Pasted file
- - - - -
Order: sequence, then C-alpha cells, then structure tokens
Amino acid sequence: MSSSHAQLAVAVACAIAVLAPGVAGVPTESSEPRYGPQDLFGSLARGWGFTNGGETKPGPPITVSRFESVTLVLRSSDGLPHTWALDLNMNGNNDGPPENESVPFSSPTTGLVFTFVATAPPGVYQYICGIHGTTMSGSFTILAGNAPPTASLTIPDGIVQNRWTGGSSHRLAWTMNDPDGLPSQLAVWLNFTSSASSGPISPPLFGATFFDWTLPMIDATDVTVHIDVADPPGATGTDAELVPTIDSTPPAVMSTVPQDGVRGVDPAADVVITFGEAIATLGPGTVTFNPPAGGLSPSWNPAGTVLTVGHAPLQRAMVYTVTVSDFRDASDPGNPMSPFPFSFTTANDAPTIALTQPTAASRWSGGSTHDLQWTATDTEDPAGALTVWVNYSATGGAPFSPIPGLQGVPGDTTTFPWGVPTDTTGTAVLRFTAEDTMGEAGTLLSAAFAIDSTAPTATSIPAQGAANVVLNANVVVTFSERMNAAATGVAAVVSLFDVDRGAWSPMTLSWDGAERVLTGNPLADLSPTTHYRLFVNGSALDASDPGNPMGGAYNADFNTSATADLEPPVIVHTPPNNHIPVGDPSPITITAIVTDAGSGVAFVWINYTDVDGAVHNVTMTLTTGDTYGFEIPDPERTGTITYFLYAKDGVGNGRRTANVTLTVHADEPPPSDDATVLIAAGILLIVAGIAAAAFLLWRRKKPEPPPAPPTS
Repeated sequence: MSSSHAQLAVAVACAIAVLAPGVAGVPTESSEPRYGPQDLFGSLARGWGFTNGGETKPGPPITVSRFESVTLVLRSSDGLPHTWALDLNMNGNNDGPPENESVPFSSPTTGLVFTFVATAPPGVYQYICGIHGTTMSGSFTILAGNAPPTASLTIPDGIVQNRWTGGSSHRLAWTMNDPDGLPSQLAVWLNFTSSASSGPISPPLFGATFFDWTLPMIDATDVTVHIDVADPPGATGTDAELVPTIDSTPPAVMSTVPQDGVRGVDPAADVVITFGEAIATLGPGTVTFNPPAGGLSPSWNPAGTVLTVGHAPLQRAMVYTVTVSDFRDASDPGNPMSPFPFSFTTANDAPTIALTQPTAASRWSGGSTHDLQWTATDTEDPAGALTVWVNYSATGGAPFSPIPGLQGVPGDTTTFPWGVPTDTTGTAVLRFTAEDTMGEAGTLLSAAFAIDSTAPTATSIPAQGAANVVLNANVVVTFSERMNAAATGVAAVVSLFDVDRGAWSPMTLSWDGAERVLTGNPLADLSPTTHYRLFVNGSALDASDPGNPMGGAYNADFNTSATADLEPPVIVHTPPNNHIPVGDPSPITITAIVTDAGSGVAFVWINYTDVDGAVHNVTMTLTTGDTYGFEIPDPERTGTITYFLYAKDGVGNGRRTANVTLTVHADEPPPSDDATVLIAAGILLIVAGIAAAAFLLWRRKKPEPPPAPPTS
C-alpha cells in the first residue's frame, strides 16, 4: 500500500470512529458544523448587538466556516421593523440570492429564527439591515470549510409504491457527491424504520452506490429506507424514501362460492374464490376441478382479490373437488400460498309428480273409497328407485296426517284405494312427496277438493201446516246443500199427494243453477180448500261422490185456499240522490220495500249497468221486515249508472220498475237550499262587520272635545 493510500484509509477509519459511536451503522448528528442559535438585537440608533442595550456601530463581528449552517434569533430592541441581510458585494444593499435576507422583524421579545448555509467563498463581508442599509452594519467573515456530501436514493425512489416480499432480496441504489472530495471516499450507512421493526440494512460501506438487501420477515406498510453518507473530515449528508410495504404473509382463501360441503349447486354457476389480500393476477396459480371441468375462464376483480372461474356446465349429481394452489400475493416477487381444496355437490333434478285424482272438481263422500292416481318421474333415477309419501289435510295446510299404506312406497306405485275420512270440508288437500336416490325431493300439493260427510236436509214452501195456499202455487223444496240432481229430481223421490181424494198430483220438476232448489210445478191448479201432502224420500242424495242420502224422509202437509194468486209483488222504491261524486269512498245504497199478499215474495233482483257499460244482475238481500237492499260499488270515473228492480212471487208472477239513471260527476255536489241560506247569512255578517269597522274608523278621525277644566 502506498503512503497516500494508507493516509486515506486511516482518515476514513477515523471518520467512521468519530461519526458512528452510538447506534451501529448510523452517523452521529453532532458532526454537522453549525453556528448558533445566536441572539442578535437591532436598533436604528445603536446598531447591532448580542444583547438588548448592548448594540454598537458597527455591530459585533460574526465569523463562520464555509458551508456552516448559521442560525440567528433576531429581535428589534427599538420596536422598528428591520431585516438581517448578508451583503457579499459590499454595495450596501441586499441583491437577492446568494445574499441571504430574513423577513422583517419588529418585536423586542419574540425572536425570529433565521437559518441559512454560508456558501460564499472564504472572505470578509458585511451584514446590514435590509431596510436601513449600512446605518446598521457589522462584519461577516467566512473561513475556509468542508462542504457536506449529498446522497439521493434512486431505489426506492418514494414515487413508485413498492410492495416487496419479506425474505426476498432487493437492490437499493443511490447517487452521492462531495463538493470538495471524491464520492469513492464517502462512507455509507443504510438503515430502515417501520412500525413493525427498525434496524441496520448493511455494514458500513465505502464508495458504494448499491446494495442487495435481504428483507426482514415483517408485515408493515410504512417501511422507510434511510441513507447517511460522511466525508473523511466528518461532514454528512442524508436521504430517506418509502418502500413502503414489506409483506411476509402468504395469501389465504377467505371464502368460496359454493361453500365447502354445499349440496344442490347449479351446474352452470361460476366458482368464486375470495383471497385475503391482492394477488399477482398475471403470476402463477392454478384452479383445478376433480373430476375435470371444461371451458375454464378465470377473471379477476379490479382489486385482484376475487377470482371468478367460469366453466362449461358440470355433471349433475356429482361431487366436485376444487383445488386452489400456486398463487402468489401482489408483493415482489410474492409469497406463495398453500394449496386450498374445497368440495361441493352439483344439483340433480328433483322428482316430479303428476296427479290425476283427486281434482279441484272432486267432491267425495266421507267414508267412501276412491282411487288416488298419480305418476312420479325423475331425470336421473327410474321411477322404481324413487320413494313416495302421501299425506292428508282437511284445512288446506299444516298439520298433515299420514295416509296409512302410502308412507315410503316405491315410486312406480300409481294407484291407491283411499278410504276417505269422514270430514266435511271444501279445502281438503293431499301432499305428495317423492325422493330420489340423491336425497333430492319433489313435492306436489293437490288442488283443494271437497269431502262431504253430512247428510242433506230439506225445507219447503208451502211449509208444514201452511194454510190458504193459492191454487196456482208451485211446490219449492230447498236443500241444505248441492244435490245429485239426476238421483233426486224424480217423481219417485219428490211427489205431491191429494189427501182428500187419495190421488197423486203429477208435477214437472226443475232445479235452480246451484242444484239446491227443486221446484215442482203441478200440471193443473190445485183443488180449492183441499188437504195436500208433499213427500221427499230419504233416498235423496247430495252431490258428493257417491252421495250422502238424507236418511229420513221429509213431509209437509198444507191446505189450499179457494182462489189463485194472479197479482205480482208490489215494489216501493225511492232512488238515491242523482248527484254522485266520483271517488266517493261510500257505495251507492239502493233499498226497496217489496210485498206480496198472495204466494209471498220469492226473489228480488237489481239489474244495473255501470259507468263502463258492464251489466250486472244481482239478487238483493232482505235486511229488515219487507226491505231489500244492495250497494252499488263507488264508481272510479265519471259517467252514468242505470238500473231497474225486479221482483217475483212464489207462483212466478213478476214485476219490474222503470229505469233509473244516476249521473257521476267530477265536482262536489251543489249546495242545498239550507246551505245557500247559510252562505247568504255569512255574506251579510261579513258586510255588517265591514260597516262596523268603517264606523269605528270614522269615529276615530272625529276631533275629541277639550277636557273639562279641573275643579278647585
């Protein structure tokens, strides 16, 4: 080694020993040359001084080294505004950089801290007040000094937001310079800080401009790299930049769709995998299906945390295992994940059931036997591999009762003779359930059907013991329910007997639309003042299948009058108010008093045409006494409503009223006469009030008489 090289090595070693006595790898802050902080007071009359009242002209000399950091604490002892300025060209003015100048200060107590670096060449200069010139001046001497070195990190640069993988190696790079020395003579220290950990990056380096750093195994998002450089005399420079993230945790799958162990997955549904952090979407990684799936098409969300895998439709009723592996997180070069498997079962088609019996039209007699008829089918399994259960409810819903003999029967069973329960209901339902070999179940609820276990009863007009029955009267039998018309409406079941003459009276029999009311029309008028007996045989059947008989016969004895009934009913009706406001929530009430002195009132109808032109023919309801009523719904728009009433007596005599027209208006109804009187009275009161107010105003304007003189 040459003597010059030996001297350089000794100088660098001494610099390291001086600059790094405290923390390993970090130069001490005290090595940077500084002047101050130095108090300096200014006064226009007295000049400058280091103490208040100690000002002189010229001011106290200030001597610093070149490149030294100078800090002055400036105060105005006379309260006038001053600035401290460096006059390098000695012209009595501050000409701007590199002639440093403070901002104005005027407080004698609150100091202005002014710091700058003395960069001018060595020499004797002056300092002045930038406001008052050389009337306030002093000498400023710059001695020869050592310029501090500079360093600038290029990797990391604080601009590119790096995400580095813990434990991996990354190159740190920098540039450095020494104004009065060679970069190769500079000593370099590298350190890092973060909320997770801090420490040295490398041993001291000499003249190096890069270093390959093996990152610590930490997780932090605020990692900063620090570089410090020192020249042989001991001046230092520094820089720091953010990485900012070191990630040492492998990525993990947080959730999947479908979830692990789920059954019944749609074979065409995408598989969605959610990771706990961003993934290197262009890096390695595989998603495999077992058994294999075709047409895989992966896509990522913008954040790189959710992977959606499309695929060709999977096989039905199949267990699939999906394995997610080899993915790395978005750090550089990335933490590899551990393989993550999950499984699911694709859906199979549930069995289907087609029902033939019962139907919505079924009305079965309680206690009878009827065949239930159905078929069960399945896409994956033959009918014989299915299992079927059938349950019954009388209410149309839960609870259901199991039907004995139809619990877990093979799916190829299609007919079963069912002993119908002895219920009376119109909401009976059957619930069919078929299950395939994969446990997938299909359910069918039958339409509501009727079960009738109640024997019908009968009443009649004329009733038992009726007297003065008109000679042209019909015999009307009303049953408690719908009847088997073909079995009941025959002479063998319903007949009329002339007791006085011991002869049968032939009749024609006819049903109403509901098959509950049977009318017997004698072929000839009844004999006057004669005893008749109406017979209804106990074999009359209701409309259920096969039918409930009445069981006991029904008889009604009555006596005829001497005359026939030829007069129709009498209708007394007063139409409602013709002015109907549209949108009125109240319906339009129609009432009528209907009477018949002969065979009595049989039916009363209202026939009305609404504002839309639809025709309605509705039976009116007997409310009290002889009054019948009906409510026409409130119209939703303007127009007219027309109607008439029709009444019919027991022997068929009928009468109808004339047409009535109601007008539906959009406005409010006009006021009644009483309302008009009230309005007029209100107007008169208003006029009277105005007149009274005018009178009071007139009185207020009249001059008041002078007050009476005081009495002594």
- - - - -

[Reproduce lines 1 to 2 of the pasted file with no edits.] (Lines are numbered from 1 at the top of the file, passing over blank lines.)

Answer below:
Order: sequence, then C-alpha cells, then structure tokens
Amino acid sequence: MSSSHAQLAVAVACAIAVLAPGVAGVPTESSEPRYGPQDLFGSLARGWGFTNGGETKPGPPITVSRFESVTLVLRSSDGLPHTWALDLNMNGNNDGPPENESVPFSSPTTGLVFTFVATAPPGVYQYICGIHGTTMSGSFTILAGNAPPTASLTIPDGIVQNRWTGGSSHRLAWTMNDPDGLPSQLAVWLNFTSSASSGPISPPLFGATFFDWTLPMIDATDVTVHIDVADPPGATGTDAELVPTIDSTPPAVMSTVPQDGVRGVDPAADVVITFGEAIATLGPGTVTFNPPAGGLSPSWNPAGTVLTVGHAPLQRAMVYTVTVSDFRDASDPGNPMSPFPFSFTTANDAPTIALTQPTAASRWSGGSTHDLQWTATDTEDPAGALTVWVNYSATGGAPFSPIPGLQGVPGDTTTFPWGVPTDTTGTAVLRFTAEDTMGEAGTLLSAAFAIDSTAPTATSIPAQGAANVVLNANVVVTFSERMNAAATGVAAVVSLFDVDRGAWSPMTLSWDGAERVLTGNPLADLSPTTHYRLFVNGSALDASDPGNPMGGAYNADFNTSATADLEPPVIVHTPPNNHIPVGDPSPITITAIVTDAGSGVAFVWINYTDVDGAVHNVTMTLTTGDTYGFEIPDPERTGTITYFLYAKDGVGNGRRTANVTLTVHADEPPPSDDATVLIAAGILLIVAGIAAAAFLLWRRKKPEPPPAPPTS